The factors influencing the value of g are **the earth's shape, altitude, and depth under the earth's surface**. The earth is not spherical. It is slightly straight or flat at the poles and swelling in the tropics.

**What are the 3 factors on which variation in value of g depends in short? ›**

Therefore, acceleration due to gravity (ggg) depends on the **mass of the planet, distance between centre of planet and object, shape of the planet, rotational parameters of the planet**.

### Does g increase or decrease with height? ›

Earth's gravity depends on the distance between the centre of the earth and the object on the surface of the earth. **As the altitude increases, the distance from the centre of the earth increases**. Therefore, the gravity decreases as it the inversely proportional to the distance.

**What is the relation between height and gravity? ›**

**gravity increases with height**. gravity is significantly less on high mountains or tall buildings and increases as we lose height (which is why falling objects speed up) gravity is caused by the Earth spinning. gravity affects things while they are falling but stops when they reach the ground.

**What are two reasons why g varies on the surface of the earth? ›**

Changes with time. The gravitational potential at the surface of Earth is due mainly to the **mass and rotation of Earth**, but there are also small contributions from the distant Sun and Moon. As Earth rotates, those small contributions at any one place vary with time, and so the local value of g varies slightly.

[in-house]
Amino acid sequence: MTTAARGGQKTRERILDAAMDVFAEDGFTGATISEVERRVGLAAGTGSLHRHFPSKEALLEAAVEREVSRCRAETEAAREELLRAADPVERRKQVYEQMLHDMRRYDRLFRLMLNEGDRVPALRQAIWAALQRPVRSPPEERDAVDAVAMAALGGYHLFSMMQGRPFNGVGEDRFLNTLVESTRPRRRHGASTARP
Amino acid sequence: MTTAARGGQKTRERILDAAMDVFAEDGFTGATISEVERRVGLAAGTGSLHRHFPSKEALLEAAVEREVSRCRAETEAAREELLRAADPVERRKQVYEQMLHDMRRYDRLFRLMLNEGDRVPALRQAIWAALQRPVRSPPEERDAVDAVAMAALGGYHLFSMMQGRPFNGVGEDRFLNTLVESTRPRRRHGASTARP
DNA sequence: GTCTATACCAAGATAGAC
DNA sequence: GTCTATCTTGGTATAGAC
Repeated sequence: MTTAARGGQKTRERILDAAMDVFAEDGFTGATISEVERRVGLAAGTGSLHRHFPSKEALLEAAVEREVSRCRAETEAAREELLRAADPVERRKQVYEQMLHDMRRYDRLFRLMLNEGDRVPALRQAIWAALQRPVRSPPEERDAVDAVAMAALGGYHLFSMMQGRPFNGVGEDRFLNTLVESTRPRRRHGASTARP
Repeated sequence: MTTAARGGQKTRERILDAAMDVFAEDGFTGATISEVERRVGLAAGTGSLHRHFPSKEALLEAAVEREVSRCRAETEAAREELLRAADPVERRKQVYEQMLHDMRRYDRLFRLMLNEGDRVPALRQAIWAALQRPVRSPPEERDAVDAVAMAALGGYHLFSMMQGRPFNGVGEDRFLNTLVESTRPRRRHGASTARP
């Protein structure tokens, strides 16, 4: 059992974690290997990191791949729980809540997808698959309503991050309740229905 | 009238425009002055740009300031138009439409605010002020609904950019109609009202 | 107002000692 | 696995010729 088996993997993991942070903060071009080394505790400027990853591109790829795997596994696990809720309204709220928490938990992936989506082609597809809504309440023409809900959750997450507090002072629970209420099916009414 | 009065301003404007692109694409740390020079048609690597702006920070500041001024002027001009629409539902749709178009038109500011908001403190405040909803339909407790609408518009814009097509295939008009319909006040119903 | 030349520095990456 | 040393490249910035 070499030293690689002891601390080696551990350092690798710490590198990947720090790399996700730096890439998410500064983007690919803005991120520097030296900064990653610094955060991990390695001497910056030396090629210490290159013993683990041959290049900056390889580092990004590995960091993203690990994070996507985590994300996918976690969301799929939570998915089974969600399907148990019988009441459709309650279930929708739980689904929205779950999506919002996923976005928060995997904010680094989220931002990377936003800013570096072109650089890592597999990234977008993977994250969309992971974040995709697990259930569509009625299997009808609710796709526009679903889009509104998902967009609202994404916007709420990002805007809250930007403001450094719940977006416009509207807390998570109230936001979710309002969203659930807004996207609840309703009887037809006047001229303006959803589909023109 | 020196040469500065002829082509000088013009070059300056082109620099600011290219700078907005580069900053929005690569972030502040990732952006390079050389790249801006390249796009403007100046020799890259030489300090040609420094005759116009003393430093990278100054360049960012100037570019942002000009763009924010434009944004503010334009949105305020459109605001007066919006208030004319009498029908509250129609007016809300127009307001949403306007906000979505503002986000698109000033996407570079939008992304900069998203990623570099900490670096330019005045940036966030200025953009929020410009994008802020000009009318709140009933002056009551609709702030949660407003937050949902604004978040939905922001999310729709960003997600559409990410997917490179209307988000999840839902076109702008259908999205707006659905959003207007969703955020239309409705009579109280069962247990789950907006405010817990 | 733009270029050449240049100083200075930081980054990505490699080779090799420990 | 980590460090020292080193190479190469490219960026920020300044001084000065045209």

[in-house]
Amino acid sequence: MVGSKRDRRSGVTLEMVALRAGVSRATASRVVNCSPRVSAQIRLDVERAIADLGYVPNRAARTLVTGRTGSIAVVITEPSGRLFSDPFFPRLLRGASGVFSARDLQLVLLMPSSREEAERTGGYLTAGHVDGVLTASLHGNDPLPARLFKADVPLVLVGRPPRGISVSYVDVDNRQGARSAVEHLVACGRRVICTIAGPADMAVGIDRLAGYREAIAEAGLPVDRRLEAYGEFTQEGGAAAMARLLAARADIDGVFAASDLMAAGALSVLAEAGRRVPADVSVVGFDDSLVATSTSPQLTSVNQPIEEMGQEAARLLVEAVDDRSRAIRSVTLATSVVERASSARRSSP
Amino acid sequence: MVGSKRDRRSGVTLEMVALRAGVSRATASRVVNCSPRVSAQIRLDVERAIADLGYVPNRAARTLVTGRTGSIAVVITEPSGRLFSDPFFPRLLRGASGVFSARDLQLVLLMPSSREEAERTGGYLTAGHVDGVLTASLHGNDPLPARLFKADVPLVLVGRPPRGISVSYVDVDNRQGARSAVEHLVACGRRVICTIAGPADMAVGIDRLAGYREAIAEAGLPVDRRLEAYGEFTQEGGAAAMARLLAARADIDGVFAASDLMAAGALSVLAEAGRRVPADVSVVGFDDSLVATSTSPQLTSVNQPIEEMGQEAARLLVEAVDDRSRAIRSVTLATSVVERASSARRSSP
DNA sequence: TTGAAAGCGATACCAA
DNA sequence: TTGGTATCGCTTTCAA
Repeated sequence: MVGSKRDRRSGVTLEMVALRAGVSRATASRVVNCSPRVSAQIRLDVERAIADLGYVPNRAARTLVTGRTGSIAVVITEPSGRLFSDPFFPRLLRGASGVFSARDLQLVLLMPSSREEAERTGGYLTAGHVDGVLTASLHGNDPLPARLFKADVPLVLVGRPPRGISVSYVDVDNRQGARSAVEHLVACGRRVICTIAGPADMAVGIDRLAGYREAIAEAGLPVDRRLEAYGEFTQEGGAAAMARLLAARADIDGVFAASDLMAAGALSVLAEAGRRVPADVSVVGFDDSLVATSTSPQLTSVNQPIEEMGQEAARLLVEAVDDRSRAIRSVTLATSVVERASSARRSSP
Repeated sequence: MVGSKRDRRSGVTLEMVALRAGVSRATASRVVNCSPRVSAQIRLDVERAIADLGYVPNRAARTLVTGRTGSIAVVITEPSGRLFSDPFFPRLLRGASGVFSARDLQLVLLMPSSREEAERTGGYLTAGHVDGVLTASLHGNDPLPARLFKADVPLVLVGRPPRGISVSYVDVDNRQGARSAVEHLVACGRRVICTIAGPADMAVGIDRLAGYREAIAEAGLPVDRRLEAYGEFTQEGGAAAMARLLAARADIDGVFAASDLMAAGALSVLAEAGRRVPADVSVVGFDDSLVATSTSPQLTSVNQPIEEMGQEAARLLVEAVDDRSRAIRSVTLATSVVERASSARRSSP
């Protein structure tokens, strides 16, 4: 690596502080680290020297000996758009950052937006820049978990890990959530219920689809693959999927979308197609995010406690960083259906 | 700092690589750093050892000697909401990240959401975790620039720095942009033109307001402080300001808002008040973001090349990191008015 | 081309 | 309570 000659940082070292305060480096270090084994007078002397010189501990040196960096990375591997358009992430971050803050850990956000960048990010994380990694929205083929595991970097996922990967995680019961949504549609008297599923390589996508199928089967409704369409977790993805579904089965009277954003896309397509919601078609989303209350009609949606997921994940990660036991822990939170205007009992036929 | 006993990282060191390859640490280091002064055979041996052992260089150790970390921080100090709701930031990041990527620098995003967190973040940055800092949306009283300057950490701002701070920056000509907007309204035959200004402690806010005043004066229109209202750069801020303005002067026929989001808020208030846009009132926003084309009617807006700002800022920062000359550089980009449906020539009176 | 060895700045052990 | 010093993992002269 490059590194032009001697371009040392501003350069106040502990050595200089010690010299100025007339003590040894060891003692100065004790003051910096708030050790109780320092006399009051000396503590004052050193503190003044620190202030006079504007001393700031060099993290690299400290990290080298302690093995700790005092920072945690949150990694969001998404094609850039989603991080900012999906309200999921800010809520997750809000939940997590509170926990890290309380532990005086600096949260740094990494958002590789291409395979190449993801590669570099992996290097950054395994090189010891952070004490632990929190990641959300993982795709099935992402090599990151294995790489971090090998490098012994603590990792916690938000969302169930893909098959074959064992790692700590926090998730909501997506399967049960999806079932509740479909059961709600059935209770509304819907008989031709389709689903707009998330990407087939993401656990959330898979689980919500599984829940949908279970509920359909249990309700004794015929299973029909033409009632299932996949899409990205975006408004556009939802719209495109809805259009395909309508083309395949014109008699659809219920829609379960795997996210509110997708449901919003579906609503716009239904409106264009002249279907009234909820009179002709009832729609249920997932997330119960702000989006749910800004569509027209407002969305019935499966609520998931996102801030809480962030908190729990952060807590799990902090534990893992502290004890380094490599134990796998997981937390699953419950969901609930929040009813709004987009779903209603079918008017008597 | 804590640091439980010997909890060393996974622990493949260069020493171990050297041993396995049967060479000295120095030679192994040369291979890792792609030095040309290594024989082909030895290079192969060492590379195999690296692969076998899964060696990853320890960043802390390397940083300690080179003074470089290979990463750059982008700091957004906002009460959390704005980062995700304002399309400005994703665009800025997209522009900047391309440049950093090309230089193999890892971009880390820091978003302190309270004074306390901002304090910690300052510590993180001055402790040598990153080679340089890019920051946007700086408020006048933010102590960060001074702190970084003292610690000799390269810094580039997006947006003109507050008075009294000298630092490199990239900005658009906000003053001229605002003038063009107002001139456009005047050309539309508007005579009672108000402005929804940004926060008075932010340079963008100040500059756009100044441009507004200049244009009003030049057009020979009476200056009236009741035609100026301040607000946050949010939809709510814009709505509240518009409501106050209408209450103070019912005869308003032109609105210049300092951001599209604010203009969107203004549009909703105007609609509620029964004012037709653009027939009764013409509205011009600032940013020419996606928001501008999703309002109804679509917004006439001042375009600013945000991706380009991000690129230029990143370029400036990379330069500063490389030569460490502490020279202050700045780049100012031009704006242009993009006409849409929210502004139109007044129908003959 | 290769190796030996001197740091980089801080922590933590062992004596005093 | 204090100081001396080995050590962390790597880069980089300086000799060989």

**How do you calculate g value? ›**

G is the universal gravitational constant, **G = 6.674 x 10 ^{-}^{11} m^{3} kg^{-}^{1} s^{-}^{2}**. M is the mass of the body measured using kg. R is the mass body radius measured by m. g is the acceleration due to the gravity determined by m/s

^{2}.

**How do you calculate your g? ›**

**Subtract initial velocity from final velocity.** **Divide the difference by time.** **Divide the resultant by the acceleration due to gravity, 9.81 m/s²**, to obtain the g force value.

**How do you find the value of G at a height from earth? ›**

The value of g at a certain height h above the free surface of the earth is **x/4** where x is the value of g at the surface of the earth.

**At what height g decreases 36% of its value? ›**

Hence, height is one fourth of earth radius, **1600km**.

**What is the calculation of g? ›**

G is the universal gravitational constant, **G = 6.674 x 10 ^{-}^{11} m^{3} kg^{-}^{1} s^{-}^{2}**. M is the mass of the body measured using kg.

**What is the variation of g with latitude notes? ›**

Variation of g with latitude

From the above expression, we can infer that **at the equator, λ = 0, g' = g – ω ^{2}R**. The acceleration due to gravity is minimum. At poles λ = 90; g' = g, it is maximum. At the equator, g' is minimum.

**How do you find the experimental value of g? ›**

**y = v0t − gt2 2** . So if the initial velocity is known, the time a projectile takes to travel through the air will provide infor- mation about the value of g.

### What is the variation value of g? ›

Variation of the value of gravitational acceleration due to rotation of Earth. Equation (3) gives us the value of acceleration caused by gravity on the surface of Earth. This value is around **9.8 m/s2**.

**How does g vary with latitude and elevation? ›**

This means that acceleration due to gravity varies with height and decreases as we go to higher altitudes above the surface of earth. Latitudes represent points on the same altitude and therefore, **there is no change in acceleration due to gravity with change in latitude**.

**What is variation of g? ›**

g' = GM R e h. Mass at a height h from the center of the Earth. g' = GM R e h R e.